Fiber 15 is connected to transducer 20 whose acoustic side is in turn connected to acoustic collector 30. Referring now to FIGS. 2 and 3, there are shown details of transducer 20. Housing 21 encloses an acoustic chamber 24 which is in communication with the interior of acoustic collector 30. A diaphragm 25 spans the acoustic chamber 24. Fiber 15 is firmly supported in a fixture 26 which is mounted to the common housing 21 of the transducer 20 such that its end 27 is held in a fixed position close to the surface of diaphragm 25. End 27 of fiber 15 is a fiat surface which is polished at a right angle to the axis of fiber 15 and is fixed in fixture 26 such that the surface of end 27 is parallel to the opposing surface of diaphragm 25. A passageway, which in the preferred embodiment is a capillary tube 25, connects the chambers on either side of diaphragm 25, thereby equalizing any static pressure differential which might develop across the diaphragm 25.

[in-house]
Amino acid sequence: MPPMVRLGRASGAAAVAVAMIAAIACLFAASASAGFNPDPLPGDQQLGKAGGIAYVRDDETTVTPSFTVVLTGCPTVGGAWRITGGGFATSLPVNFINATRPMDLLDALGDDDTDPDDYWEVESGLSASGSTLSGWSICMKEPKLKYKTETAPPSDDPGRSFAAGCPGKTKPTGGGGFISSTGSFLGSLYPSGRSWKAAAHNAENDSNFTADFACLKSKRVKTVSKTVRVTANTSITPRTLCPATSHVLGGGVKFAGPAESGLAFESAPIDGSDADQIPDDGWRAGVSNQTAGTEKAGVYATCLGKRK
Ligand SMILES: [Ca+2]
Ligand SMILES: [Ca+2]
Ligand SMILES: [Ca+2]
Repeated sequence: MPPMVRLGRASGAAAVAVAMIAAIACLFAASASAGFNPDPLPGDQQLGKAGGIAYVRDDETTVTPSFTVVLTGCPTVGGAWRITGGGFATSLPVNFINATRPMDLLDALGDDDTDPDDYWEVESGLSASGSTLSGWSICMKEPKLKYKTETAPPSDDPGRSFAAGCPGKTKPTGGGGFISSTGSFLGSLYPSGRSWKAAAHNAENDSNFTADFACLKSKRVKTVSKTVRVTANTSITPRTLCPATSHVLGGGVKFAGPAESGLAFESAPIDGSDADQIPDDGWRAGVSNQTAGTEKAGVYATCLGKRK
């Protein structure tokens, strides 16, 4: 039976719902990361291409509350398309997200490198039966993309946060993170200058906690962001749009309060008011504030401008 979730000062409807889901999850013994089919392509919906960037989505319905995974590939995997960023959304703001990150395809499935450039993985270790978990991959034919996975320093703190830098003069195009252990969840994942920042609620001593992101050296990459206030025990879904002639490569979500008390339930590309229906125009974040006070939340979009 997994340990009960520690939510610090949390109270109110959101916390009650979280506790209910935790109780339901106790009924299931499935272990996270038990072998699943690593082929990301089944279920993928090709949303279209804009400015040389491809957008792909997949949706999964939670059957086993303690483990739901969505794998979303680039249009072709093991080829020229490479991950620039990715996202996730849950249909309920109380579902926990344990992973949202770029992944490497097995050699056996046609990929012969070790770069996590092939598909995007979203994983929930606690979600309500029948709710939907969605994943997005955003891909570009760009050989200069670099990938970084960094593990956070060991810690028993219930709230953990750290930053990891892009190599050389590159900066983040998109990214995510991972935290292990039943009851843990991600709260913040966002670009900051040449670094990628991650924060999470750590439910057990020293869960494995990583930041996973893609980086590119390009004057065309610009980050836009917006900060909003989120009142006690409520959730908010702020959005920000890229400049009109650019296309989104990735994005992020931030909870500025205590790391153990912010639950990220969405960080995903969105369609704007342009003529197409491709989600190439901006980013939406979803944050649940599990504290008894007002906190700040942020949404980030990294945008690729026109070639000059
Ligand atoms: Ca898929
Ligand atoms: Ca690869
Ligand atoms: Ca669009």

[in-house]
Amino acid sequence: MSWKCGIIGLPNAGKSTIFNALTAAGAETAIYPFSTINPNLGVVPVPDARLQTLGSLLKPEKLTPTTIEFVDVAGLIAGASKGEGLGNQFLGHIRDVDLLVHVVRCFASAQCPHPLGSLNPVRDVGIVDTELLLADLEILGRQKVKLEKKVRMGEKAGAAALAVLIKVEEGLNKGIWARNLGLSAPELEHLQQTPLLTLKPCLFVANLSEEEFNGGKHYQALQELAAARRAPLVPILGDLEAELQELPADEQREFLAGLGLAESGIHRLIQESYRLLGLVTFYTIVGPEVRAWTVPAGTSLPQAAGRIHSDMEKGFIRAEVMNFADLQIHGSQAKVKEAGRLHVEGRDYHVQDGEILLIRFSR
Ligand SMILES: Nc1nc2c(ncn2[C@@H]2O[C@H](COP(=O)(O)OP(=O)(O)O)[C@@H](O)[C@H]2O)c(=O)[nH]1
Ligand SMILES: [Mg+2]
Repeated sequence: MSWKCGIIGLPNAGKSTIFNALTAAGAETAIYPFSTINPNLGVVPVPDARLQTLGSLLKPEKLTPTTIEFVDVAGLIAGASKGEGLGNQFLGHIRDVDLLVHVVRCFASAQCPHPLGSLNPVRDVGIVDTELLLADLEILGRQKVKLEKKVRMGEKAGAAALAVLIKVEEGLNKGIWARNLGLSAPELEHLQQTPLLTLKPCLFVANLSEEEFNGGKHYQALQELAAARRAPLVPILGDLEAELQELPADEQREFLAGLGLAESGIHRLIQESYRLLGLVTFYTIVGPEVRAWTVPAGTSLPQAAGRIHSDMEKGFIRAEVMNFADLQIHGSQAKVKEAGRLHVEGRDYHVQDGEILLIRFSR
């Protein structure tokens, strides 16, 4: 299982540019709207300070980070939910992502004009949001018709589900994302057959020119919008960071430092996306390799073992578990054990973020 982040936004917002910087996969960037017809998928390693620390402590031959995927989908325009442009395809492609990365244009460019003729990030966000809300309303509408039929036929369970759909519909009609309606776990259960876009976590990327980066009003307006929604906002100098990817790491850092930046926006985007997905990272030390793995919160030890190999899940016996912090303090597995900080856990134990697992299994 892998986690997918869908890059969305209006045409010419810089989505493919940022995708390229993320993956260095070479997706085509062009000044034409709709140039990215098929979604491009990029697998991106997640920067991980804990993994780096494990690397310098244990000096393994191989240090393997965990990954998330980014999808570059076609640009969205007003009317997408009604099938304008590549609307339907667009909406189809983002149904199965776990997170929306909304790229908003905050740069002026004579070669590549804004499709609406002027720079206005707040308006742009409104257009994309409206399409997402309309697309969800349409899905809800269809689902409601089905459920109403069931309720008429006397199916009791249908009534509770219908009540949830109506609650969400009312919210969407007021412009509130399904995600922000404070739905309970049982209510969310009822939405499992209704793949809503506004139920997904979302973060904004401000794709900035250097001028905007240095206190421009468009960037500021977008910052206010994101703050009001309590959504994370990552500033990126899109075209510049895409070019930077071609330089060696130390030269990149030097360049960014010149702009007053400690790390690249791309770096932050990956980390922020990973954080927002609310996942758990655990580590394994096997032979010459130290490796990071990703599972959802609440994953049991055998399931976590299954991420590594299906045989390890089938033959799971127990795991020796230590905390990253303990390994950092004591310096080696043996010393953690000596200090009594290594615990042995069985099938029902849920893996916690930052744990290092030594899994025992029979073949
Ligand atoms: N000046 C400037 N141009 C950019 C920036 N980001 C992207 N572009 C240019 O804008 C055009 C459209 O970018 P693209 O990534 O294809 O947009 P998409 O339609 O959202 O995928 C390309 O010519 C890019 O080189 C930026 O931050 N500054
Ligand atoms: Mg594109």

Acoustic collector 30 is schematically depicted in more detail in FIG. 4. There is shown a multi-branched configuration of a typical application. Collector 30 comprises joined sections of pipe or tubing which are capped and sealed against the environment at their joints and distal ends. The interior of tubes 31 are filled with a low-loss acoustic conducting medium 32 which is continuous throughout collector 30 and also is in contact with the surface of diaphragm 25 via acoustic chamber 24 of transducer 20. In the preferred embodiment areas at the ends of branches and at major transition points of tubes 31 may be filled with acoustic dissipating material 33 to eliminate reflections and thereby prevent the build up of standing waves and resonances within the extended tubes 31. Such resonances are generally undesirable in that they cause sharp peaks in the frequency response of the system, thereby interfering with faithful transmission and reproduction of detected sounds. Material 33 is selected to have very high acoustic energy absorbing and dissipating properties within the medium 32 in which it is embedded. In the case where air is used for the conducting medium 32, a sound absorbing packing of rubberized fiber such as horse hair is suitable.